Me: Unngh.
Muse: Did you know you could be writing The Moon Etherium RIGHT NOW?
Me: Muse ... Muse, it's 4AM.
Muse: I know! Time to get up and WRITE!
Me: You woke me up at 4AM.
Muse: You're welcome!
Me: Do you know when I went to sleep?
Muse: Umm ... Midnight?
Me: Do you know how much sleep human beings need per day?
Muse: Umm ... four hours?
Muse: Whatever. Don't you want to be writing now? Here, have some ideas for the next scene! You already started it! It'll be fun!
Muse: Don't be silly! Book won't write itself, you know.
Me: Are you sure? Because it's doing a pretty good job so far. C'mon, let me sleep. I wrote 3100 words yesterday.
Muse: But it's Saturday!
Muse: Don't you want to know how many words you can write on a day when you don't have to go to work?
Me: I don't know but I'm going to assume it's a lot less than yesterday. Especially on four hours of sleep.
Muse: Oh, c'mon, enough about sleep. Sleep is boring. You don't have anywhere to be, you can sleep any old time in the next two days. You could be writing nooooooooow!
Me: I'm just going to lie here in the dark until you shut up.
Muse: Howabout a LiveJournal post? I have a great idea for a post!
Me: Please shut up.
Muse: [spends next hour yammering about writing]
Me: I hate you so much. [gets out of bed]
Muse: \o/
Me: Just because I'm out of bed doesn't mean I'm going to write more of The Moon Etherium, you know. I could waste the whole day playing Flight Rising or something.
Muse: o/~Whatever you say, honey. o/~
Me: So much hate.
Muse: You don't mean that.
Me: ... no. But I really do need more sleep.
Muse: You're adorable. Have some MOAR IDEAS.
Me: -_-
rowyn: (Me 2012)
I am thinking about the buying habits of readers, and trying to subdivide them into several categories, in relation to a single author's works:

* Character fan. Follows the books about one character/group of characters, may not read other books by same author.
* Setting fan. Follows the books in a particular setting. May not read other books by same author.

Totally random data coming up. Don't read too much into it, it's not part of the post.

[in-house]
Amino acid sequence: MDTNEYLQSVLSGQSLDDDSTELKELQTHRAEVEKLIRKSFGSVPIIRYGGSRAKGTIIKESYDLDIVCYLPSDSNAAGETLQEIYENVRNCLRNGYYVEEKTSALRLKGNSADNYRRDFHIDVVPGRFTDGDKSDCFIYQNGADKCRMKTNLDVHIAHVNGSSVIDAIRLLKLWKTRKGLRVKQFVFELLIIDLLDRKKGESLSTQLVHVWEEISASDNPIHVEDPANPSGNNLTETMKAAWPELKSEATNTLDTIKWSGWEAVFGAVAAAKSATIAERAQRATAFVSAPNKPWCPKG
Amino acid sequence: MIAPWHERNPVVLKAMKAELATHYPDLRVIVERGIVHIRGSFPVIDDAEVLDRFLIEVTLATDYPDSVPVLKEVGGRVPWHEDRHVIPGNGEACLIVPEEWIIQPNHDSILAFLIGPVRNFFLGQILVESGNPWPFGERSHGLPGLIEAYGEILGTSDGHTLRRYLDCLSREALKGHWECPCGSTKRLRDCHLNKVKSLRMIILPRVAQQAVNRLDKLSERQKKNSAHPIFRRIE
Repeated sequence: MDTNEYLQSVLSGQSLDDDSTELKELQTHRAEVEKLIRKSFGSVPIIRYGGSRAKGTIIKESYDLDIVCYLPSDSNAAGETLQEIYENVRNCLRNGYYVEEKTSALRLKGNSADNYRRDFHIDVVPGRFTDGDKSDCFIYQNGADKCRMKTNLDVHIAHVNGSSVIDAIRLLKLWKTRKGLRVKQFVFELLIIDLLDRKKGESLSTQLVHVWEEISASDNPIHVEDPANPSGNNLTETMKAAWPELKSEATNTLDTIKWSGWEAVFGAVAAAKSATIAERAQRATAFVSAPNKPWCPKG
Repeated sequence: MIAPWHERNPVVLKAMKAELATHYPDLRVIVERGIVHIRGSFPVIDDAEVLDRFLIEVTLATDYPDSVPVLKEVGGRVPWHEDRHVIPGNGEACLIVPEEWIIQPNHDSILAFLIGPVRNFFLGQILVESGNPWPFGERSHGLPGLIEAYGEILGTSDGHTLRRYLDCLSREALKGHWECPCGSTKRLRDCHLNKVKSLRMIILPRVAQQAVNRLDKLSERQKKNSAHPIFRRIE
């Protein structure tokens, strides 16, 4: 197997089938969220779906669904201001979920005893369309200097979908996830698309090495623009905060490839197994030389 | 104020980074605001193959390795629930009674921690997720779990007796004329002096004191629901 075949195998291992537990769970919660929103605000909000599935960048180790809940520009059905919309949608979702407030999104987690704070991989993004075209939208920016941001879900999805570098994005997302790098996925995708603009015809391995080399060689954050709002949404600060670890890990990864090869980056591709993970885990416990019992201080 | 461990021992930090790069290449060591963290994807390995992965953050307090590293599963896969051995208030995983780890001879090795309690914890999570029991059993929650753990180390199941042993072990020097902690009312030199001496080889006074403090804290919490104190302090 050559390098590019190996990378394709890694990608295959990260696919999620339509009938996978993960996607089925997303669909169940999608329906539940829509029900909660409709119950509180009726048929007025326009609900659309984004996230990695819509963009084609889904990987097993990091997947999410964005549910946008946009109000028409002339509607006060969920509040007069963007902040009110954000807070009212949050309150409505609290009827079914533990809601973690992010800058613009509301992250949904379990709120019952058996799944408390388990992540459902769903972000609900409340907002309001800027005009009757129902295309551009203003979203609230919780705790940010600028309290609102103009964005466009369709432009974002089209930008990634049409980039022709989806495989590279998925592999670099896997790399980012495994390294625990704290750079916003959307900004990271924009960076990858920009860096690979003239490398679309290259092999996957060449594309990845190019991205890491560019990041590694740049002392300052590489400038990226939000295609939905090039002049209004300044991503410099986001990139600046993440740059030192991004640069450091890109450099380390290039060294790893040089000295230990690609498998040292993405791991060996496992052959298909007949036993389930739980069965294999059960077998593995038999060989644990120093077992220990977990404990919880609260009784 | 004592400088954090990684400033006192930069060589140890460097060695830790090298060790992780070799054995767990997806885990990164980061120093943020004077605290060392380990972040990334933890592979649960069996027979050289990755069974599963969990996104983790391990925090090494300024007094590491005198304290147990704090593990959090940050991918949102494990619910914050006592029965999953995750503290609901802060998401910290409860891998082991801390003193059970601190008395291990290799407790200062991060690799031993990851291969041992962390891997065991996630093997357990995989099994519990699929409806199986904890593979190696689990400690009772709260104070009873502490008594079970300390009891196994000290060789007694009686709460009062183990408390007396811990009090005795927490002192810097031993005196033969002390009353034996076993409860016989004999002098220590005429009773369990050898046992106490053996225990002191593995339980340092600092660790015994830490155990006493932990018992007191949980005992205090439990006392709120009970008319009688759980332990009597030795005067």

* Story arc fan: Reader will follow the story arc through a trilogy or series, but may not read more books in a new story arc about the same characters/setting.
* Genre fan. Reads author's works in a particular genre, but not in other genres.
* Theme/review based. Readers who pick up the author's works based on theme, or reviews. This group has tastes with regards to the author that are harder to slot into the usual groups, and the author's works sometimes suit those tastes and sometimes don't.
* Former fan: Reader followed one of the patterns above, but for one reason or another stopped. "Former fans" aren't necessarily people who stopped reading an author entirely. They might be people who bought the first five books of a ten+ book series, and then lost interest in that series but are still interested in one or more other works by the same author.
* Author fan. Reads everything the author writes, regardless.
* Casual. Picked up one book, may or may not ever get another by that author.
* Other

I don't mean for these categories to be "each person is one of these types of readers". I came up with these categories because they are all groups that I fall into for different authors.

Examples where I am:

Character Fan: P. B. O'Brian's Aubrey/Maturin books, Jim Hines' Libriomancer books.

Setting Fan: K.J. Charles, "Charm of Magpies" setting.

Author Fan: Diana Wynne Jones, Lois McMaster Bujold, Bard Bloom, Terry Pratchett, Brandon Sanderson

Story Arc Fan: J.K. Rowling's 7-book "Harry Potter" series.

Theme Fan: MCA Hogarth, Walter Jon Williams

Casual: Neil Gaiman (I started reading Neil Gaiman's Sandman in 1990 or so, and I've read at least three of his other books and a few short stories. I really liked Sandman at the time, but somehow none of his books that I tried have made me a fan of his non-comics work. I don't hate them, just not that into him.) 

Other: Courtney Milan. I've read eight or so novels/novellas by her, and I expect to read more. But she has a bunch of books out that I haven't yet bought or read, and I don't have any plans to go get more.

Former Fan: These are all cases where I read at least three books but stopped, even though more have come out:

George R.R. Martin: Wildcards

Story Arc:
George R.R. Martin: Song of Ice and Fire

David Weber: Honor Harrington
L. K. Hamilton: Anita Blake

Anne McCaffrey
Piers Anthony (I was young and foolish. Seriously, he really does think like a teenager and anecdotal evidence shows he is inexplicably appealling to kids between 10-17 or so, then they grow up and can't really remember why. If you're one of those people who still has nostalgic fondness for one of his books, DO NOT GO BACK AND READ IT. You will have regrets.)